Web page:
elostirion74
Rohan

Sep 23 2013, 6:00am

Post #19 of 44 (416 views)
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a few good things, but mostly awkward and indulgent [In reply to] Can't Post

So many good questions, arithmancer! I´ve chosen only a few that cover what I feel is most important about the scene.

1) Did you like this introduction, why or why not?

For the most part I didn´t like this scene. The main reason is because I found much of it awkward and like the film-makers indulged themselves.

I think the film-makers´ job when going through the film as a whole is to look at the different things they have filmed and then make some decisions about what they can justify including and what has to be cut, whether it´s something they´re fond of or not. It´s called artistic discipline and for me that´s a vital element of all artistic work which I find that this scene is painfully short of.

When you look at the start of AUJ, you´ve already got a prologue. In this context adding a framing device is enough in itself. The film cannot also afford to indulge in references to LoTR and a conversation which is little less than pandering to fans.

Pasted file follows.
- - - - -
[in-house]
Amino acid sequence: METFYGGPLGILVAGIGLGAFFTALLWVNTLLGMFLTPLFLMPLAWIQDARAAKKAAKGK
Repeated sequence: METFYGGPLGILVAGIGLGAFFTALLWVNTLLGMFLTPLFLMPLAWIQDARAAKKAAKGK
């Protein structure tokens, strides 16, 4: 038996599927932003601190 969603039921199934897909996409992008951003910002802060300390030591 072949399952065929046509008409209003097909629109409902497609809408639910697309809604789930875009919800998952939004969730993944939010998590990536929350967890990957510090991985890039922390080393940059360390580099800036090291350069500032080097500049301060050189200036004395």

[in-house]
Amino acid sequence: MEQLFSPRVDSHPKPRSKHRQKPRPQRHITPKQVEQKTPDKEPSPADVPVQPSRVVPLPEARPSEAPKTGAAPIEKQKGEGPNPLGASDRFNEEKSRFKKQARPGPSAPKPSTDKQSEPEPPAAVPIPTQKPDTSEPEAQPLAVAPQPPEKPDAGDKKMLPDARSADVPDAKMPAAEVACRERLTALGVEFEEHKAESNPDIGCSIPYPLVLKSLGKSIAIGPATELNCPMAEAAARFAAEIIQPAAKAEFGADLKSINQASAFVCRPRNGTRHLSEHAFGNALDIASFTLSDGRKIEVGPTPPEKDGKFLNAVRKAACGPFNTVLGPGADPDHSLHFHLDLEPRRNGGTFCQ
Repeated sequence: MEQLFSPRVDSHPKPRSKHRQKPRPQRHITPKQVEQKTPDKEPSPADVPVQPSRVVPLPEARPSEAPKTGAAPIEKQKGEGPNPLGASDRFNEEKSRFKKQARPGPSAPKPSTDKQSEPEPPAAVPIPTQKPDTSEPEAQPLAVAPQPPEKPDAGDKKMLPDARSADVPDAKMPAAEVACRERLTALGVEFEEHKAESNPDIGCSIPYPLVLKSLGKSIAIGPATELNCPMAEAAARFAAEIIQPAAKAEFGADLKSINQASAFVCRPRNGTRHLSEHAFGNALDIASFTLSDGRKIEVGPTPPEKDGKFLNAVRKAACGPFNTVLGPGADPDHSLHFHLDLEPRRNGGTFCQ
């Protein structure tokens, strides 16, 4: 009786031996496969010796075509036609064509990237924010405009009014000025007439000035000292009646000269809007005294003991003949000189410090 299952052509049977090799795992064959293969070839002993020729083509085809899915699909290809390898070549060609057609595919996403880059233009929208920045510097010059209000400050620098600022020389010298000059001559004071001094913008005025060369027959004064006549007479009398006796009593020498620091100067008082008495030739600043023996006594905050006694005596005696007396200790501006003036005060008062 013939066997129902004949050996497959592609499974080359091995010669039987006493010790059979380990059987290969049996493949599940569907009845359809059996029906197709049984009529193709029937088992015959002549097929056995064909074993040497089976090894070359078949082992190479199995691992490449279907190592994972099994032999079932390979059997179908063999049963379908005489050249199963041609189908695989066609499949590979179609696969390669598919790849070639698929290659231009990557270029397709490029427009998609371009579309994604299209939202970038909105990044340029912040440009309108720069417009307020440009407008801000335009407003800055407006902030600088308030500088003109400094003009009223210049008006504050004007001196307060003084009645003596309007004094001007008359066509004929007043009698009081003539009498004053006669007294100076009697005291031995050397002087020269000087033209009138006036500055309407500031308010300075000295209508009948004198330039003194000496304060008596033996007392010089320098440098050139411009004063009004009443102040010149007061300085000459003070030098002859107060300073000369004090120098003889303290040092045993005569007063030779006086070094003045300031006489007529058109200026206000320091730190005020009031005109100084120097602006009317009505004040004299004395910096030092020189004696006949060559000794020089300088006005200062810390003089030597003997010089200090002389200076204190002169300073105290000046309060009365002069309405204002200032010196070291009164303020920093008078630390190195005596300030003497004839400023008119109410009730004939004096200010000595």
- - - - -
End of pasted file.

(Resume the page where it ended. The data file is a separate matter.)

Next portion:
What did I like about it? The inclusion of "In the hole in the ground there lived a hobbit" felt good - it´s relevant to the story at hand. The parts which showed the film as being about Bilbo´s recollections felt fine as well..

2) How did you feel about the inclusion of Frodo in this scene?

Altogether redundant and not particularly well-written. Makes the film feel like it switches from recollection to the start of FoTR and back to recollection again.

Frodo´s inclusion in the scene is the kind of material which at best belongs to an extended edition.

All I can do is ask myself: Does Frodo play a role in the rest of AUJ? Obviously not. Will he play a part in DoS? Certainly not. Will he play a part in TaBa? Perhaps, and that´s the only place where he could be naturally included IMO.